Milking Mania-Capstone in Animal and Dairy Sciences

Note: This blog post was written by a group of students in the Capstone in Animal and Dairy Sciences course.

This group included students whose familiarity with dairy operations ranged from having never been to the Bearden Dairy Research Unit to those who were familiar with the daily operations. We were assigned the milking parlor portion of the tour. Our station was unique since it was essentially three stations in one. We had the parlor itself, a cow to be hand milked, and the milk room to show visitors.

As guest approached our station, they were given information about the breeds of dairy cow located at the MSU dairy. The breeds of dairy cattle housed on the farm are Holstein, Jersey, and a crossbreed of the two. There was an explanation of what the cows are known for. Holsteins are known for the amount of milk they produce, and Jerseys are known for their milk fat. The type of milking parlor being used was also explained to visitors.

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Upon entering the milking parlor guests were given an opportunity to experience a behind the scenes glimpse at how milk is obtained from the dairy cows. A brief description about the mechanics of the parlor was first given, for example, how the cows are positioned.  Each step of the milking process was then explained from cleaning each teat to obtaining the last drop of milk. Guest were allowed to touch the equipment to have a better understanding of how each part worked.

Over at the hands-on portion of our station, we had a four year old Holstein cow named Magnolia Rochelle. She is in her second lactation and produces about 130 pounds of milk per day which is the equivalent of 18-19 gallons of milk a day between the morning and afternoon milkings. Visitors loved getting to pet her and learning how to hand milk. The kids were the most interested in milking her. The adults were amazed at just how much milk a dairy cow can produce in a day.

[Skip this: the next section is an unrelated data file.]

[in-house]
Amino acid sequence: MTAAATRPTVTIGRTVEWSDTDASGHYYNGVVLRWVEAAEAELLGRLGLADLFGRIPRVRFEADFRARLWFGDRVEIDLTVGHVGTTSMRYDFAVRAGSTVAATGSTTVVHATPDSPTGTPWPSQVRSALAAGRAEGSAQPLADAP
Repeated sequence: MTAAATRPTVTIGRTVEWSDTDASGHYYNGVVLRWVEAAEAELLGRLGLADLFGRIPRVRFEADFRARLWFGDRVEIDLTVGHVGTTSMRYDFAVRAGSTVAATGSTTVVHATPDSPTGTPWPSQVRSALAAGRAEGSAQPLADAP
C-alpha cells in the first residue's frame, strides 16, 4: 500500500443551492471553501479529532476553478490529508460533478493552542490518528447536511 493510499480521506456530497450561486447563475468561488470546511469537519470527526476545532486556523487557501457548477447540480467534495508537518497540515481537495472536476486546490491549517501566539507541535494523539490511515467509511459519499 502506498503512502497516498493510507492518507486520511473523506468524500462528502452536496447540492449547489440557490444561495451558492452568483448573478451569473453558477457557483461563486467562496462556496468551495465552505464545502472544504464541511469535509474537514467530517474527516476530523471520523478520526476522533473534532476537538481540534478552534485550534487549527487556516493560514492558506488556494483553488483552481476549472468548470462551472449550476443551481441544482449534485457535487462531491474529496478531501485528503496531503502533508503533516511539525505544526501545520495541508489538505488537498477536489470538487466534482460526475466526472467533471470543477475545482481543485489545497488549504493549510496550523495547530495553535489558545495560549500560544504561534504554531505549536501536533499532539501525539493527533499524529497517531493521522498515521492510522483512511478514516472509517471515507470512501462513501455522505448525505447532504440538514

In the milk room, visitors were shocked that cattle’s body temperature was so much warmer than ours, which is why the milk they produce is 102 degrees Fahrenheit. The milk that was produced that morning was already at about 38 degrees Fahrenheit. The visitors were interested in the sheer size of the milk tank and how “hands off” the handling process was. The drain was pointed out to show what happens to the milk if traces of antibiotics are found, since no milk is allowed to be used if it contains antibiotics.

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The age range of visitors went from toddlers all the way to the elderly. Our group had to be able to adapt to the variety of ages as well as the different knowledge the visitors had about farm animals. The weather also did not help communication. By being able to adapt to our audience and our environment, we were able to help consumers “Know Their Farmer.”

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